By Jack Nagel

Pennsylvania's state legislators are moving toward a major reform that defies cynical expectations. On June 3, a Senate committee unanimously recommended amendments to the state constitution that would reduce the House from 203 to 153 members and the Senate from 50 to 45. Last December, also with bipartisan support, the House passed a bill that would slash the number of senators to 38.

Most people don't expect politicians to vote against their own interests. Yet if either proposal is ratified, up to 62 legislators would lose their jobs.

There is still a long way to go. The House and Senate versions must be reconciled. Then, after an election, the two chambers must pass the amendments again. After that, voters must approve the amendments in a referendum.

Let's assume lawmakers are serious. If so, I urge them to take two additional steps that would yield even more savings while greatly improving state politics.

First, consolidate the General Assembly into a unicameral body, with no seats cut beyond what has already been proposed. I am not advocating abolition of the Senate, but rather a merger of the House and Senate into a single Assembly. Current senators and representatives could compete on an equal footing for its seats.

A merged Assembly would eliminate duplicate committees and other redundancies, realize greater economies than keeping two chambers, and end deadlocks over budgets and other crucial legislation. All 10 Canadian provinces have unicameral legislatures, and Nebraskans are proud of their one-house assembly. Pennsylvania should follow the same path.

Second, elect the unicameral Assembly using a system that will more fairly represent all voters while reducing the manipulation and polarization that distort our politics.

At present, Pennsylvania elects state legislators through a defective and outmoded system. For both chambers, the legislature carves the state into geographic districts, each represented by one member - the person who won the most votes.

Because district lines strongly affect which party wins, politicians have an incentive to gerrymander. Manipulation of boundaries combines with natural demographic differences to produce mostly noncompetitive districts. Therefore, most citizens' votes don't matter, and turnout is low.

The result is that almost no Democrats are elected from rural areas, and almost no Republicans from big cities. Geographic and partisan conflicts reinforce each other, so neither caucus understands the other's concerns.

Minority groups are underrepresented because their votes are concentrated in urban districts. Women also are underrepresented, partly because harshly adversarial, winner-take-all elections discourage many from entering the arena. Because the state legislature is a stepping-stone to higher office, the low proportion of women there helps explain why no women have been elected to our incoming congressional delegation or to the governor's office.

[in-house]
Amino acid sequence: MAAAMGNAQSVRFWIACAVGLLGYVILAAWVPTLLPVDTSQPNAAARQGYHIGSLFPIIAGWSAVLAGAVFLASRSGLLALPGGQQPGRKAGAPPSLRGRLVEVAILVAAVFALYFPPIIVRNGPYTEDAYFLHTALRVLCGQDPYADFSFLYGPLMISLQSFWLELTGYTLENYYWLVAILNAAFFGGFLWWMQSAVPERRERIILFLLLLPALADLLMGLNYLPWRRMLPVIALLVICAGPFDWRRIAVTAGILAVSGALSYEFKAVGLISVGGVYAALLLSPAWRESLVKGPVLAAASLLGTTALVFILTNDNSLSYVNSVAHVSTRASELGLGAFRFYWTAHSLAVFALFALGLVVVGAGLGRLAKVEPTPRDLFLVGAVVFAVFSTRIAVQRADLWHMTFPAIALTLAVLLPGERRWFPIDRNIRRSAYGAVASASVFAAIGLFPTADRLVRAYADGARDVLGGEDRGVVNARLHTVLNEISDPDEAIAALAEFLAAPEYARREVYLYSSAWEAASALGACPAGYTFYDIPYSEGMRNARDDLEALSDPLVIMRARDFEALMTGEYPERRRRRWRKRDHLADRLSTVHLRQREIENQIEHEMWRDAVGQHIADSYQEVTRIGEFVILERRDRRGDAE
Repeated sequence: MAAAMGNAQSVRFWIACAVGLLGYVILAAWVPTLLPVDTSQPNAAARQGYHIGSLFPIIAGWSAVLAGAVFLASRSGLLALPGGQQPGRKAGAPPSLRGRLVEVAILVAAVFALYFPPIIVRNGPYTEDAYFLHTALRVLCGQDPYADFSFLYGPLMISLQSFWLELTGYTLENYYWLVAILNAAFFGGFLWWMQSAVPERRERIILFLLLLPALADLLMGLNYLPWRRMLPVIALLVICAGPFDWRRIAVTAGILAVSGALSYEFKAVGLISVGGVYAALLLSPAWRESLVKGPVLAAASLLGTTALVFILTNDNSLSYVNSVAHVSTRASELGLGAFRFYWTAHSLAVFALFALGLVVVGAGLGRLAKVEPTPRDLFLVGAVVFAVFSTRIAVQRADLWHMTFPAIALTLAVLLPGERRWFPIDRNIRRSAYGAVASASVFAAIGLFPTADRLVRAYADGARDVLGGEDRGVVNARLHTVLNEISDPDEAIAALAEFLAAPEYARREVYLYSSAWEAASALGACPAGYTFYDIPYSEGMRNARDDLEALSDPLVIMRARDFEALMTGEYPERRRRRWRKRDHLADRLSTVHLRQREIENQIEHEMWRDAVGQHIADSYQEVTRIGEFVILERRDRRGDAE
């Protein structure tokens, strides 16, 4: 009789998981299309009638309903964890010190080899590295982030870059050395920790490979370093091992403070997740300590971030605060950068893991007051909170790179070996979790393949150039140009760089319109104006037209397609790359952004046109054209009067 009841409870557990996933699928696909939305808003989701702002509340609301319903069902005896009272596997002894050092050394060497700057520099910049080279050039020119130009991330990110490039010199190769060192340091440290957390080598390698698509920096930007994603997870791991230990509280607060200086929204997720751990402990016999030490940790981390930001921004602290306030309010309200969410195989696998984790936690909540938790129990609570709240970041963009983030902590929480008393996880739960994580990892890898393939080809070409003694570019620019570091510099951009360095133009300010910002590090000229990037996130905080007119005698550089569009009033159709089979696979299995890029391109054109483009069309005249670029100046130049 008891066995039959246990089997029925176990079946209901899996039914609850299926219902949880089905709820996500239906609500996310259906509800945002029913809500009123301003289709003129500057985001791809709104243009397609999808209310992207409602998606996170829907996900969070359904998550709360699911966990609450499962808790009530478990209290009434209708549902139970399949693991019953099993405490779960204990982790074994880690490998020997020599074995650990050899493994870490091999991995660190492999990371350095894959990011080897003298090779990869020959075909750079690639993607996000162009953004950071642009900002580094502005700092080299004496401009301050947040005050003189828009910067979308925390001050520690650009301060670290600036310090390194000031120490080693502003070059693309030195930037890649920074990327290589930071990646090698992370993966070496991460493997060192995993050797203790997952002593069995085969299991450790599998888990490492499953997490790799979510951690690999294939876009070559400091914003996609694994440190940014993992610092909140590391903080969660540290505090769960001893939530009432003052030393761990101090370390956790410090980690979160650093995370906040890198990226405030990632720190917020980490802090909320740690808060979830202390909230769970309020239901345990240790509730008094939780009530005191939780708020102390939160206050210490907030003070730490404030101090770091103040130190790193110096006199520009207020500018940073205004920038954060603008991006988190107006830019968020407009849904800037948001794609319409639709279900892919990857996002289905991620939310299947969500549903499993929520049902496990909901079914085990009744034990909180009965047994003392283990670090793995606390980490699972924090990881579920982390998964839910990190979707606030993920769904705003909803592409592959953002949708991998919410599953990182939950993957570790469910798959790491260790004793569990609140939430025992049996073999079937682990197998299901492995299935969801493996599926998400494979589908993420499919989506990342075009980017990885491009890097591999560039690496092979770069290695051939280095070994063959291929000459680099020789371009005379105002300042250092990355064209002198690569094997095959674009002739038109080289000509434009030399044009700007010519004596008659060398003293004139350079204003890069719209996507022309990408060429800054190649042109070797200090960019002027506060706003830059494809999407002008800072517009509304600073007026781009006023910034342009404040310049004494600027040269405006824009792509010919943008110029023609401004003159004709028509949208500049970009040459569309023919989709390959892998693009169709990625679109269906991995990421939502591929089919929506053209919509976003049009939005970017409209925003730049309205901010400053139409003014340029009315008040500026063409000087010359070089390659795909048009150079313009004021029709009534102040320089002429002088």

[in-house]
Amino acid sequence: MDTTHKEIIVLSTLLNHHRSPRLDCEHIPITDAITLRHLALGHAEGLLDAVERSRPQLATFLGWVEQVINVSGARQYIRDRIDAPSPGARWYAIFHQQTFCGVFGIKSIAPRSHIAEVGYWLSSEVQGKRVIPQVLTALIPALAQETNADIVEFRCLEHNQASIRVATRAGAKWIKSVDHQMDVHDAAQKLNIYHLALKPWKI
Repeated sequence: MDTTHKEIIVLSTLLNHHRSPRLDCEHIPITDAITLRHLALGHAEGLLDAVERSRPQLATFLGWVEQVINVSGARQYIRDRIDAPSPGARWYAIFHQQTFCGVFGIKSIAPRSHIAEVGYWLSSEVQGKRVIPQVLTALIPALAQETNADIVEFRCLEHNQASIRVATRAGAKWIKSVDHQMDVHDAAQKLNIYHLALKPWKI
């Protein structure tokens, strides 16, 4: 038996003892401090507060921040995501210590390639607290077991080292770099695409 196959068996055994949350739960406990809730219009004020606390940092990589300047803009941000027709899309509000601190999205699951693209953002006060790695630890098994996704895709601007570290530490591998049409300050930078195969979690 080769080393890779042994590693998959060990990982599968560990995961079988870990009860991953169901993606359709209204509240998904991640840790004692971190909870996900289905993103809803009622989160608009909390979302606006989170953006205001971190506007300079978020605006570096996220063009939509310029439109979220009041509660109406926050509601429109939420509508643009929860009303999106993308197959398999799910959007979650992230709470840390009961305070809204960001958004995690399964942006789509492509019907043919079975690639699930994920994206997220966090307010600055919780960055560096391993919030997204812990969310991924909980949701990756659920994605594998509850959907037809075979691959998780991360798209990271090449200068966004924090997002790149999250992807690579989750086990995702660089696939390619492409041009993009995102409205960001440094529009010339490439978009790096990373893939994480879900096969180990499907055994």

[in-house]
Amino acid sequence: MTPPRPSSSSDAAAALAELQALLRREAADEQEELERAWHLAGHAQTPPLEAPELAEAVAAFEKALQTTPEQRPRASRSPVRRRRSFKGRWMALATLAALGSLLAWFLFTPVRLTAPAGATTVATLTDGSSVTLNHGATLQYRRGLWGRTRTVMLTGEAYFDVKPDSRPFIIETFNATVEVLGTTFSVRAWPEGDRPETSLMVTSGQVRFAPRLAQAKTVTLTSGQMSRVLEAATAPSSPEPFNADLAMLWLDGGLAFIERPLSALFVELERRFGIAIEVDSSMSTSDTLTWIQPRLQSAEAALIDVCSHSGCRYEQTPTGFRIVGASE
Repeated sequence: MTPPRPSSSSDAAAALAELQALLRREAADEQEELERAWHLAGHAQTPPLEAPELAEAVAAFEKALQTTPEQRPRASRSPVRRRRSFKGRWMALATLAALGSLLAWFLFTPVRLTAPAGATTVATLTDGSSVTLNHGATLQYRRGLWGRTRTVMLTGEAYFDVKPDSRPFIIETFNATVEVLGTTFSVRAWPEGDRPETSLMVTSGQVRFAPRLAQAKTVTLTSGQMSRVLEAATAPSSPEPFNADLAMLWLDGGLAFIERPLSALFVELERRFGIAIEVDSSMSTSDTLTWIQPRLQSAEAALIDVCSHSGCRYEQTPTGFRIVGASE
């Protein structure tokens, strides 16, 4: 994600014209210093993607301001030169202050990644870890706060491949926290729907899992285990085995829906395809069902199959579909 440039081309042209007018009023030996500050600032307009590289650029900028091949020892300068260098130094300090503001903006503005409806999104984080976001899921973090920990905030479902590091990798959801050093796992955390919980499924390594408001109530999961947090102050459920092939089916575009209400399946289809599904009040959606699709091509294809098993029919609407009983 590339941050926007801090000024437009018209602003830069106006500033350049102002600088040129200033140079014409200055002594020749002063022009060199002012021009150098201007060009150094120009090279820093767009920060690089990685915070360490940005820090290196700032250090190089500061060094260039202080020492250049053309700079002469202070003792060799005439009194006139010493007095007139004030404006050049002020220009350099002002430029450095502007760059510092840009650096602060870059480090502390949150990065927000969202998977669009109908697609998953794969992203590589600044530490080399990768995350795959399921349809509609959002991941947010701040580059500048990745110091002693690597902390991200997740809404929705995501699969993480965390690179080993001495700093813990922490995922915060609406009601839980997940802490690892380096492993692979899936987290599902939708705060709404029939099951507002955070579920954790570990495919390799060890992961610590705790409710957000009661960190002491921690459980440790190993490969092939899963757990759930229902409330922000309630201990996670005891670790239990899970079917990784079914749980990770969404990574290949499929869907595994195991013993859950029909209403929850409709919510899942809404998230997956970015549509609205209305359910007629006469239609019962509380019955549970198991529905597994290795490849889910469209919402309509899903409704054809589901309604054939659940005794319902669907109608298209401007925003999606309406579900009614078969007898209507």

Fortunately, remedies to these problems are available in the form of more modern voting methods that have proven successful in other democracies. I recommend the reform pioneered by Germany after World War II and adopted in the 1990s by New Zealand, Scotland, Wales, and London. Known as mixed-member proportional, or MMP, this system more fairly represents all voters while maintaining the American tradition of electing representatives from local constituencies.

An MMP legislature consists of two types of representatives. Some (usually the larger number) are elected from single-member districts as in our present legislature, while others are drawn from statewide slates nominated by political parties. Philadelphia's City Council has a similar two-tier structure. MMP, however, differs from the Philadelphia system in the way it chooses at-large members. Philadelphia elects them by a crude method that gives the minority party two token members. In contrast, MMP assigns at-large seats to establish overall proportionality between the votes each party receives statewide (added across all districts) and the seats it wins in the assembly.

An MMP system in Pennsylvania would go a long way toward solving the problems the existing method creates:

Any seats a party wins by manipulating district boundaries would be offset when statewide seats are allocated. Thus, MMP would eliminate partisan incentives to gerrymander.

Votes for Republicans in big cities and for Democrats in rural districts would no longer be wasted, because they would count toward determining the number of at-large seats for each party. Therefore, parties would have an incentive to appeal for votes in each other's strongholds. They would do that by nominating statewide slates that include candidates from all regions.

Parties would also seek votes from women and minorities by nominating balanced tickets for at-large seats. After New Zealand replaced the method Pennsylvania uses with MMP, women and minorities immediately achieved dramatic, lasting gains.

Here, then, is the challenge to our legislators: If you are determined to do the right thing for Pennsylvania, let us elect a smaller number of members to a unicameral assembly using a fair and modern mixed-member proportional system.